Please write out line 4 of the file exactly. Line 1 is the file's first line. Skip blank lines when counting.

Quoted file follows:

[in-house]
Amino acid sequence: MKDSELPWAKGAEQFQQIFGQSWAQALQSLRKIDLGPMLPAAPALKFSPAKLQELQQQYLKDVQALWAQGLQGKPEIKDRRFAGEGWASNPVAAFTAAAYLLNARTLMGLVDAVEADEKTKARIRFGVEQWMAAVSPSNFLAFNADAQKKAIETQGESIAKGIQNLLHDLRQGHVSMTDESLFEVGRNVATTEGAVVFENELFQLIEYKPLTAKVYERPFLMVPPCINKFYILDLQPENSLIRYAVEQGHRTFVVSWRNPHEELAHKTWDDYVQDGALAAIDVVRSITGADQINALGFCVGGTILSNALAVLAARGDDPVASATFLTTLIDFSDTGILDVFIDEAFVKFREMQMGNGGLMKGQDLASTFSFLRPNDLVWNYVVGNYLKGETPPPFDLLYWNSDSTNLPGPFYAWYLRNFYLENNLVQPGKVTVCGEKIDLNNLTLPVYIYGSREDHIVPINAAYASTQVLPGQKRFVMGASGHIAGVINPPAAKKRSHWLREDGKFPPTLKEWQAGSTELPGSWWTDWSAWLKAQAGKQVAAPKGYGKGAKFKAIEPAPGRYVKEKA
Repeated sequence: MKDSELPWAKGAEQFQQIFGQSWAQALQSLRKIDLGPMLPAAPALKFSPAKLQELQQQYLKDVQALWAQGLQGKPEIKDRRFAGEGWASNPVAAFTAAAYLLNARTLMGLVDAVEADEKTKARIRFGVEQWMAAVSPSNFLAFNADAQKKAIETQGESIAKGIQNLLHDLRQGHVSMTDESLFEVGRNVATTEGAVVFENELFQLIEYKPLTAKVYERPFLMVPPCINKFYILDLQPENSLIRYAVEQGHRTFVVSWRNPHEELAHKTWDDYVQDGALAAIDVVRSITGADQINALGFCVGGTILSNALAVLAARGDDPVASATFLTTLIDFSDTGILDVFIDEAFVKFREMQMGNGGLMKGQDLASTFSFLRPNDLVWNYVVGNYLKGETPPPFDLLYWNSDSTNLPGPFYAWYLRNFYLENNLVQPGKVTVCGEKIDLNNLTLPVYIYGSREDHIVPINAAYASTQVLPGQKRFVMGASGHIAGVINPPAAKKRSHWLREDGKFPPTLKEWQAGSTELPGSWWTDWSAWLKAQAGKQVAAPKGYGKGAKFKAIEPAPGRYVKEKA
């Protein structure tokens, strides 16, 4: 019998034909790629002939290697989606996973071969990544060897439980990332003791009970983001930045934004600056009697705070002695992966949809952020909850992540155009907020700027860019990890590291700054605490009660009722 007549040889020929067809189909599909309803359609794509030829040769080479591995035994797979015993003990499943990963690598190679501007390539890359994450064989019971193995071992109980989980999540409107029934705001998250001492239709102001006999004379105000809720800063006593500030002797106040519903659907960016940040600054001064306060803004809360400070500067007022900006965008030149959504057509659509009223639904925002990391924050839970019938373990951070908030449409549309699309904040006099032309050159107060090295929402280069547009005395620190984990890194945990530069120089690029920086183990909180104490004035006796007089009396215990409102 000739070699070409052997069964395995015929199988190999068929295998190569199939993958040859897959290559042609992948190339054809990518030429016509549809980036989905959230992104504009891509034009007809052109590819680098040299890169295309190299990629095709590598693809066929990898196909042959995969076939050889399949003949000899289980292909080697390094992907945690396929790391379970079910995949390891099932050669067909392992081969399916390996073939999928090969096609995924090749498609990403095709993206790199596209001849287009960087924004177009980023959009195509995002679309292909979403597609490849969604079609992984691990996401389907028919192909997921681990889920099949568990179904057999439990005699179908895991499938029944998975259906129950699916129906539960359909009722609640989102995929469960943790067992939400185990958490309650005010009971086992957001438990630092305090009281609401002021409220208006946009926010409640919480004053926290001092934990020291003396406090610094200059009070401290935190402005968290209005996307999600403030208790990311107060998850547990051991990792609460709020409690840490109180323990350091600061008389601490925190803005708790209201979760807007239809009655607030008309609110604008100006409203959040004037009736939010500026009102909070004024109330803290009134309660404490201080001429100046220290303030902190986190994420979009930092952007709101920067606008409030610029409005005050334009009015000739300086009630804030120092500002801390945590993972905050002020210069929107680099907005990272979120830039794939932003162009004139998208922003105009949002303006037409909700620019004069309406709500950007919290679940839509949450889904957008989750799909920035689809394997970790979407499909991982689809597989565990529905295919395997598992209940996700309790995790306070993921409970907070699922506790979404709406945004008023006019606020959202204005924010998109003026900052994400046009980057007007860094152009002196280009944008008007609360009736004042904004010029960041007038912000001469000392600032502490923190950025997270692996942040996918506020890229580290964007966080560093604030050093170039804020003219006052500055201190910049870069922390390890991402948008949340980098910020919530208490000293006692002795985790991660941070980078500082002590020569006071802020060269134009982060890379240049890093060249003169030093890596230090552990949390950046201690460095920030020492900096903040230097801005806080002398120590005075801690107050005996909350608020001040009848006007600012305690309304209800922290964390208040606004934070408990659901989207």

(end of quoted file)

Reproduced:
């Protein structure tokens, strides 16, 4: 019998034909790629002939290697989606996973071969990544060897439980990332003791009970983001930045934004600056009697705070002695992966949809952020909850992540155009907020700027860019990890590291700054605490009660009722 007549040889020929067809189909599909309803359609794509030829040769080479591995035994797979015993003990499943990963690598190679501007390539890359994450064989019971193995071992109980989980999540409107029934705001998250001492239709102001006999004379105000809720800063006593500030002797106040519903659907960016940040600054001064306060803004809360400070500067007022900006965008030149959504057509659509009223639904925002990391924050839970019938373990951070908030449409549309699309904040006099032309050159107060090295929402280069547009005395620190984990890194945990530069120089690029920086183990909180104490004035006796007089009396215990409102 000739070699070409052997069964395995015929199988190999068929295998190569199939993958040859897959290559042609992948190339054809990518030429016509549809980036989905959230992104504009891509034009007809052109590819680098040299890169295309190299990629095709590598693809066929990898196909042959995969076939050889399949003949000899289980292909080697390094992907945690396929790391379970079910995949390891099932050669067909392992081969399916390996073939999928090969096609995924090749498609990403095709993206790199596209001849287009960087924004177009980023959009195509995002679309292909979403597609490849969604079609992984691990996401389907028919192909997921681990889920099949568990179904057999439990005699179908895991499938029944998975259906129950699916129906539960359909009722609640989102995929469960943790067992939400185990958490309650005010009971086992957001438990630092305090009281609401002021409220208006946009926010409640919480004053926290001092934990020291003396406090610094200059009070401290935190402005968290209005996307999600403030208790990311107060998850547990051991990792609460709020409690840490109180323990350091600061008389601490925190803005708790209201979760807007239809009655607030008309609110604008100006409203959040004037009736939010500026009102909070004024109330803290009134309660404490201080001429100046220290303030902190986190994420979009930092952007709101920067606008409030610029409005005050334009009015000739300086009630804030120092500002801390945590993972905050002020210069929107680099907005990272979120830039794939932003162009004139998208922003105009949002303006037409909700620019004069309406709500950007919290679940839509949450889904957008989750799909920035689809394997970790979407499909991982689809597989565990529905295919395997598992209940996700309790995790306070993921409970907070699922506790979404709406945004008023006019606020959202204005924010998109003026900052994400046009980057007007860094152009002196280009944008008007609360009736004042904004010029960041007038912000001469000392600032502490923190950025997270692996942040996918506020890229580290964007966080560093604030050093170039804020003219006052500055201190910049870069922390390890991402948008949340980098910020919530208490000293006692002795985790991660941070980078500082002590020569006071802020060269134009982060890379240049890093060249003169030093890596230090552990949390950046201690460095920030020492900096903040230097801005806080002398120590005075801690107050005996909350608020001040009848006007600012305690309304209800922290964390208040606004934070408990659901989207």